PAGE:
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Unit fractions are rational numbers in the form $\frac{1}{n}$, where $n$ is an integer. In elementary number theory one can prove that the harmonic sum $$H_n= 1+ \frac{1}{2}+...+\frac{1}{n}$$ is never an integer. For elementary proof of this fact see the post: Elementary proof that the sum 1+...+1/n is not an integer

Take one step further, József Kürschák, in 1918, proved that the sum of the reciprocals of consecutive natural numbers (whether starting from 1 or not) is never an integer.

Unfortunately, the result does not hold with a border generalization when we consider the sum of arbitrary subsets of unit fractions. Examples include $$1=\frac{1}{2}+\frac{1}{3}+\frac{1}{6}=\frac{1}{2}+ \frac{1}{3}+ \frac{1}{7}+ \frac{1}{43}+ \frac{1}{1806}.$$ Erdős–Graham problem concerns with the existence of such unit fractions.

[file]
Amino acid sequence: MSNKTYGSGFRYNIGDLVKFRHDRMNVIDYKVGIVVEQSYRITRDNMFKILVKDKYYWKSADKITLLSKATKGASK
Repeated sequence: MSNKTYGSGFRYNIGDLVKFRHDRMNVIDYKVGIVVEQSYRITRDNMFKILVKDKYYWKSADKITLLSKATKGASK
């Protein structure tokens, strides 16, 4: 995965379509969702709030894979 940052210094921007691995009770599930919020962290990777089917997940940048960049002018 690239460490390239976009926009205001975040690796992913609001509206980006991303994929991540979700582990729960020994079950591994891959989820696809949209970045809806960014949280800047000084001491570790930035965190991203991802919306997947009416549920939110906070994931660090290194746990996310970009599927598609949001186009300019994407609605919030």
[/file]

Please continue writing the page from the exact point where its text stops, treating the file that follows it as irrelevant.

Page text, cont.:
The question I ask now is: Without calculating the sum one by one, are there any nontrivial, characteristic properties that determines whether the given subset of unit fractions sums to an integer? One step back, is there any class of interesting subsets of unit fractions where the sum of each subset in the class has a non-integer sum?

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    $\begingroup$ It's not hard to see that if $P$ is a perfect number, then $\sum_{d|P, d\neq 1} \frac{1}{d} = 1$. $\endgroup$ – SAWblade Nov 27 '18 at 20:14
  • $\begingroup$ For any given finite subset of unit fractions, one obvious criterion is simply to sum them! You undoubtedly want something less obvious, but it might help to describe what you want in a "criterion." $\endgroup$ – Barry Cipra Nov 27 '18 at 20:32
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One sufficient condition for the sum to be a non-integer: there is some prime power that divides exactly one of the denominators.

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